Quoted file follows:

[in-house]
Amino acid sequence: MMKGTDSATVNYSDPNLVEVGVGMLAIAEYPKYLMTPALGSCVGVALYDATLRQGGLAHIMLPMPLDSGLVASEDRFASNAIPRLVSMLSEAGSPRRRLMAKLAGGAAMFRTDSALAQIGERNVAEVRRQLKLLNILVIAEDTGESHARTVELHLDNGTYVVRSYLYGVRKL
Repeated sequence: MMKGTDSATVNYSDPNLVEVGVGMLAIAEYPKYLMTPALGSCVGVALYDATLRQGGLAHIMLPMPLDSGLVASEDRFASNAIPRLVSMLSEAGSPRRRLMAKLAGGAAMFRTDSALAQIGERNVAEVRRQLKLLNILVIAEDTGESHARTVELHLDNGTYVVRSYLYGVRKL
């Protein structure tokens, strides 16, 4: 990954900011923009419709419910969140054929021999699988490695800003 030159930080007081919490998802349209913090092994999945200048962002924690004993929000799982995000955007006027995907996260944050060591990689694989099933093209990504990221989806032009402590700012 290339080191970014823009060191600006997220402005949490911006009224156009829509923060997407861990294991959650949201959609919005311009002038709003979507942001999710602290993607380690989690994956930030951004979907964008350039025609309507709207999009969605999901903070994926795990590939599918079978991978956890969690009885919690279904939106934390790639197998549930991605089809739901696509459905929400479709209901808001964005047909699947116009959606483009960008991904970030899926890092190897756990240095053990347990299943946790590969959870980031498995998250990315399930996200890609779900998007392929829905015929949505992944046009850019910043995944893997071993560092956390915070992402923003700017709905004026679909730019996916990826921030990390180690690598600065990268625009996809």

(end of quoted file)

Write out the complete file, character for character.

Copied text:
[in-house]
Amino acid sequence: MMKGTDSATVNYSDPNLVEVGVGMLAIAEYPKYLMTPALGSCVGVALYDATLRQGGLAHIMLPMPLDSGLVASEDRFASNAIPRLVSMLSEAGSPRRRLMAKLAGGAAMFRTDSALAQIGERNVAEVRRQLKLLNILVIAEDTGESHARTVELHLDNGTYVVRSYLYGVRKL
Repeated sequence: MMKGTDSATVNYSDPNLVEVGVGMLAIAEYPKYLMTPALGSCVGVALYDATLRQGGLAHIMLPMPLDSGLVASEDRFASNAIPRLVSMLSEAGSPRRRLMAKLAGGAAMFRTDSALAQIGERNVAEVRRQLKLLNILVIAEDTGESHARTVELHLDNGTYVVRSYLYGVRKL
């Protein structure tokens, strides 16, 4: 990954900011923009419709419910969140054929021999699988490695800003 030159930080007081919490998802349209913090092994999945200048962002924690004993929000799982995000955007006027995907996260944050060591990689694989099933093209990504990221989806032009402590700012 290339080191970014823009060191600006997220402005949490911006009224156009829509923060997407861990294991959650949201959609919005311009002038709003979507942001999710602290993607380690989690994956930030951004979907964008350039025609309507709207999009969605999901903070994926795990590939599918079978991978956890969690009885919690279904939106934390790639197998549930991605089809739901696509459905929400479709209901808001964005047909699947116009959606483009960008991904970030899926890092190897756990240095053990347990299943946790590969959870980031498995998250990315399930996200890609779900998007392929829905015929949505992944046009850019910043995944893997071993560092956390915070992402923003700017709905004026679909730019996916990826921030990390180690690598600065990268625009996809």